Dipoles angular velocity when aligned with electric field?

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Homework Statement



An electric dipole consists of 2.0 g spheres charged to 5.0 nC (positive and negative) at the ends of a 12 cm long massless rod. The dipole rotates on a frictionless pivot at its center. The dipole is held perpendicular to a uniform electric field with field strength 1400V, then released. What is the dipole’s angular velocity at the instant it is aligned with the electric field?

Homework Equations



F=mω^2r
F=qE

The Attempt at a Solution



F=qE
F=(5*10^-9)(1400)
F=7*10^-6N

7*10^-6=mω^2r
ω=√(7*10^-6/(.004*.12))
ω=.121rev/s?

I'm just unsure if I did this correctly, I thought it seemed to easy that way.
 

Answers and Replies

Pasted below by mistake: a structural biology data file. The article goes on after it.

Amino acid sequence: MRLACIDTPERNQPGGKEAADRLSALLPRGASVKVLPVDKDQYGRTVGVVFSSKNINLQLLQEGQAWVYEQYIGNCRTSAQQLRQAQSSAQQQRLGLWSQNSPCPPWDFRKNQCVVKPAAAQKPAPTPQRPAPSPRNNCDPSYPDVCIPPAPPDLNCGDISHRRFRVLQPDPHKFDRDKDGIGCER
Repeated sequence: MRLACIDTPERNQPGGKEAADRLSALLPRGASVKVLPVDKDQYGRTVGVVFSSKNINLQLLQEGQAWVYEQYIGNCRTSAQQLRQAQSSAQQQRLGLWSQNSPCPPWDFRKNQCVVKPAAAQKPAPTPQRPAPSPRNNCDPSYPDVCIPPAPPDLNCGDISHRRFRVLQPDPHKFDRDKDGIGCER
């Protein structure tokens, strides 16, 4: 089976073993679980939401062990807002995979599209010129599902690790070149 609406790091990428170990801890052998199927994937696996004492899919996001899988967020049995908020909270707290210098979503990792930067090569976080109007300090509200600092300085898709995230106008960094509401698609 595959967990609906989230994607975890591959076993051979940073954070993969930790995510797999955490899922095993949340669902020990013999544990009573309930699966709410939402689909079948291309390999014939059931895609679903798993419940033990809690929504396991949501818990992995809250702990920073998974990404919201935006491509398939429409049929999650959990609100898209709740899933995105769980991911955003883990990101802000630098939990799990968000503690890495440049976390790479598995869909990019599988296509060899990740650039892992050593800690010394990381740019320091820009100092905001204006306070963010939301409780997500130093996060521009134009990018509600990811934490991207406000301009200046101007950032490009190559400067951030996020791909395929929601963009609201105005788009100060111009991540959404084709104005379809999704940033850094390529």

• #2
gneill
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The force that you calculated is only perpendicular to the rod when the rod is horizontal. Only a portion of that force will result in torque on the rod when it is at some other angle. That is to say, the torque is going to vary with the rod's angle with respect to the field. You could integrate the torque*dθ to find the work done, or,...

You might consider an energy conservation approach. What's the difference in potential energy between the rod horizontal and the rod vertical, given that the field strength is 1400 V/m?
 

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